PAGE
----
Issues arise for Multichain if people stop using it or protocols don't provide sufficient liquidity. In these cases, the router would become useless, and the classic lock-and-mint bridge would be the only option.

Another potential failure point relies on the 21 nodes’ trustworthiness in verifying transactions. Multichain economically incentivizes validators' behavior, but they still represent “trusted third parties.” The nodes in Multichain's SMPC control individual externally-owned accounts with public addresses correlating to the ultimate private key. There are 21 nodes in total, operated by various institutions in the crypto industry. These accounts can transfer assets to the destination chain, which only verifies the sender's address and not the message itself.

Screenshot showing different risks associated with the MPC and external validators. Source: L2Beat. Screenshot showing different risks associated with the MPC and external validators. Source: L2Beat.

Consensus requires the majority of nodes to come together to verify the messages.

The security of this protocol, therefore, depends on the reputational security of the SMPC nodes, which presupposes an honest majority of more than half of all nodes. 13 signatures are required for cross-chain data transmission, and 12 nodes must collaborate to censor communications.

Comparison of several bridges and the number needed to censor. Note, Multichain has just 21 entities involved in consensus now, not 24. Source: Jump. Comparison of several bridges and the number needed to censor. Note, Multichain has just 21 entities involved in consensus now, not 24. Source: Jump.

Additional cons include the following notable examples:

  • 81.4% of supply is locked in a contract, and those tokens could come onto the market in the future
  • Future utility for MULTI token is up to a governance vote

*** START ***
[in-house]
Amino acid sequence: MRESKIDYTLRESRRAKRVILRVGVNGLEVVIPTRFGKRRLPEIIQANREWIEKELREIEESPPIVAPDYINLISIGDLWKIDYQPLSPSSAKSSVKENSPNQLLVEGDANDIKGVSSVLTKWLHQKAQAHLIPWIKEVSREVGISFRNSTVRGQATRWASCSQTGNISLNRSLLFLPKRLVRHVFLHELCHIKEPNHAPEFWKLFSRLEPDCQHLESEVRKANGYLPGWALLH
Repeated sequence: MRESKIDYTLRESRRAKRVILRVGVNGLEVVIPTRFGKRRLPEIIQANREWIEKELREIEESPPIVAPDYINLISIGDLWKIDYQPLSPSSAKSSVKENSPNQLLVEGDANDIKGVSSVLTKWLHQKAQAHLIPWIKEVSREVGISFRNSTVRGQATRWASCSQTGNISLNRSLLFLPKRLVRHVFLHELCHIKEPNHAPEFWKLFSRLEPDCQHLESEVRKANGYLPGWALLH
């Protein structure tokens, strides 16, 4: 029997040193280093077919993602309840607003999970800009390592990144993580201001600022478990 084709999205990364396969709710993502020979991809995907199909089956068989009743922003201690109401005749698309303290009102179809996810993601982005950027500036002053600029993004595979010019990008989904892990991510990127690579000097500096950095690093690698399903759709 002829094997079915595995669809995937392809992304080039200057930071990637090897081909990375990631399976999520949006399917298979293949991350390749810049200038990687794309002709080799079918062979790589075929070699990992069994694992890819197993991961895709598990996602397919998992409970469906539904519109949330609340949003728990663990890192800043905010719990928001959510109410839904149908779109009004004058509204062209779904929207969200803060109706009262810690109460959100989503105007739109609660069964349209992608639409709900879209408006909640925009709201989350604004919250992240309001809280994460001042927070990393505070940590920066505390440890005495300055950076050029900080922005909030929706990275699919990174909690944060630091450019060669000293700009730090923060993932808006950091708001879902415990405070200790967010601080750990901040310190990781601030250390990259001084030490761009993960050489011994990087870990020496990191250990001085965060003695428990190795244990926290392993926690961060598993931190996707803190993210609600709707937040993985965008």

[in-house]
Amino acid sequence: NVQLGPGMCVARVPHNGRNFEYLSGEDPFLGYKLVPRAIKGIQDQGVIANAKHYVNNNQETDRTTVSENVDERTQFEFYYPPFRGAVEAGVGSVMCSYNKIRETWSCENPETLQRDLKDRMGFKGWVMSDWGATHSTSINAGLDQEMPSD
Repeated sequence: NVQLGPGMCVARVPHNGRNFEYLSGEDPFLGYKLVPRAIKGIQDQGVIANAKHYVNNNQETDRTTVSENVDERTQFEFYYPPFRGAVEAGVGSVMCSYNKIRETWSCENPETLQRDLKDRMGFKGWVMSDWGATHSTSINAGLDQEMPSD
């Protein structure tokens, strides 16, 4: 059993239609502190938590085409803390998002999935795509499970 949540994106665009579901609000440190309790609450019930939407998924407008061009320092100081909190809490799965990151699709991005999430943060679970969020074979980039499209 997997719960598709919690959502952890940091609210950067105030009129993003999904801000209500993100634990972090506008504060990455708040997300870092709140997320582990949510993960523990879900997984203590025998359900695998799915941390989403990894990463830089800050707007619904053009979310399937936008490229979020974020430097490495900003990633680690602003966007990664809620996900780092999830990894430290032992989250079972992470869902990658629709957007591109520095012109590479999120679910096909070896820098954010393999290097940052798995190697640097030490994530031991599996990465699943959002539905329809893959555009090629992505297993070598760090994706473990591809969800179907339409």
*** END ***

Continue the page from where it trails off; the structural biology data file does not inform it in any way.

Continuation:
• Without liquidity, it offers no competitive advantage over wrapped asset bridges

Two Previous Hacks

July 2021

In July 2021, the (at the time) experimental Anyswap multichain prototype V3 router was targeted in a successful hack. It is important to note that the Anyswap LaM bridge was not impacted and only the new cross-chain liquidity pools under the V3 Router on BSC were subjected to the hack. At a high level, the hacker was able to break the MPC that Anyswap had in place. The hacker deduced the private key to this MPC account by discovering two transactions with the same R-value signature. In a post-mortem, the Anyswap team was able to reproduce the attack method, further proving their MPC design was sub-optimal.

This hack resulted in a significant loss for Anyswap, with approximately $8 million being stolen off the platform. The Anyswap team took immediate action to secure all exploited funds and remedy the situation but the damage was already done. Additionally, the patch that the Anyswap team released to fix the bug received some criticism from experienced crypto and DeFi professionals.

January 2022

In just ~six short months later, (now) Multichain suffered another hack. In January 2022, multiple hackers exploited flaws in Multichain's smart contracts to steal ~$3 million across six token pairs on the project's router. Due to a flaw in the coding for these tokens' contracts, an attacker was able to steal any users' funds that had previously created approvals for any of the six coins. 

Ironically, the Multichain team uncovered this issue first and issued a public statement asking users who may be susceptible to revoke the approval. However, this notice also alerted the attackers to the issue. Multiple attackers targeted Multichain users who had approved these tokens and stole almost $3 million worth of tokens from the project.

Multichain has undergone numerous public audits and also offers a $2M bounty program with Immunefi. 

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Michael @ CryptoEQ
Michael @ CryptoEQ

I am a Co-Founder and Lead Analyst at CryptoEQ. Gain the market insights you need to grow your cryptocurrency portfolio. Our team's supportive and interactive approach helps you refine your crypto investing and trading strategies.